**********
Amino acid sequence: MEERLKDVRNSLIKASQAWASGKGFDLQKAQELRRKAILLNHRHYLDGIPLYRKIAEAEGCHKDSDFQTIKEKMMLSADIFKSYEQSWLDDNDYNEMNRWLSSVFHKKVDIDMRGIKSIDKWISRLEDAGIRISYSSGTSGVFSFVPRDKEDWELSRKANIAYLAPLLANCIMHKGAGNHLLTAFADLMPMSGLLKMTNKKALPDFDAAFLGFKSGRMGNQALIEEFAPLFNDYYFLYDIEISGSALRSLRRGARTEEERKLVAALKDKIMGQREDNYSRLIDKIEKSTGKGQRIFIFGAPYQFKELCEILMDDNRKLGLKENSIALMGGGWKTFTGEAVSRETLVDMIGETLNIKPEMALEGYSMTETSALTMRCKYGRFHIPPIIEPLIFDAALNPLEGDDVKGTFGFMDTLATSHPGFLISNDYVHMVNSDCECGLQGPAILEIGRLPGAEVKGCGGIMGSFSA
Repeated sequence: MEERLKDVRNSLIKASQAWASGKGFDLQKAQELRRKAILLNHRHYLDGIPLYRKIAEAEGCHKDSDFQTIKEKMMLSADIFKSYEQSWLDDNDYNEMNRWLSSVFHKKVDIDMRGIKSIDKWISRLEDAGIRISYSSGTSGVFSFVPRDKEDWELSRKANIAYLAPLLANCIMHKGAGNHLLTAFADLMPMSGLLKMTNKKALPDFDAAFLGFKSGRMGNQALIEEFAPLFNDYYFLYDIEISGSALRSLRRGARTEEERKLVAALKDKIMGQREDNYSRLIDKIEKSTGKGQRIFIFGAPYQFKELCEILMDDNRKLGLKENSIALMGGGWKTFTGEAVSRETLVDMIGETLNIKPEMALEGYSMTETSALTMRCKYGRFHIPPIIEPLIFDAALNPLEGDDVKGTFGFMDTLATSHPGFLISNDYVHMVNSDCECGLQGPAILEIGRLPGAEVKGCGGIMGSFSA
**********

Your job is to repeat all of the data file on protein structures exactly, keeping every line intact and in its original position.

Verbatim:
Amino acid sequence: MEERLKDVRNSLIKASQAWASGKGFDLQKAQELRRKAILLNHRHYLDGIPLYRKIAEAEGCHKDSDFQTIKEKMMLSADIFKSYEQSWLDDNDYNEMNRWLSSVFHKKVDIDMRGIKSIDKWISRLEDAGIRISYSSGTSGVFSFVPRDKEDWELSRKANIAYLAPLLANCIMHKGAGNHLLTAFADLMPMSGLLKMTNKKALPDFDAAFLGFKSGRMGNQALIEEFAPLFNDYYFLYDIEISGSALRSLRRGARTEEERKLVAALKDKIMGQREDNYSRLIDKIEKSTGKGQRIFIFGAPYQFKELCEILMDDNRKLGLKENSIALMGGGWKTFTGEAVSRETLVDMIGETLNIKPEMALEGYSMTETSALTMRCKYGRFHIPPIIEPLIFDAALNPLEGDDVKGTFGFMDTLATSHPGFLISNDYVHMVNSDCECGLQGPAILEIGRLPGAEVKGCGGIMGSFSA
Repeated sequence: MEERLKDVRNSLIKASQAWASGKGFDLQKAQELRRKAILLNHRHYLDGIPLYRKIAEAEGCHKDSDFQTIKEKMMLSADIFKSYEQSWLDDNDYNEMNRWLSSVFHKKVDIDMRGIKSIDKWISRLEDAGIRISYSSGTSGVFSFVPRDKEDWELSRKANIAYLAPLLANCIMHKGAGNHLLTAFADLMPMSGLLKMTNKKALPDFDAAFLGFKSGRMGNQALIEEFAPLFNDYYFLYDIEISGSALRSLRRGARTEEERKLVAALKDKIMGQREDNYSRLIDKIEKSTGKGQRIFIFGAPYQFKELCEILMDDNRKLGLKENSIALMGGGWKTFTGEAVSRETLVDMIGETLNIKPEMALEGYSMTETSALTMRCKYGRFHIPPIIEPLIFDAALNPLEGDDVKGTFGFMDTLATSHPGFLISNDYVHMVNSDCECGLQGPAILEIGRLPGAEVKGCGGIMGSFSA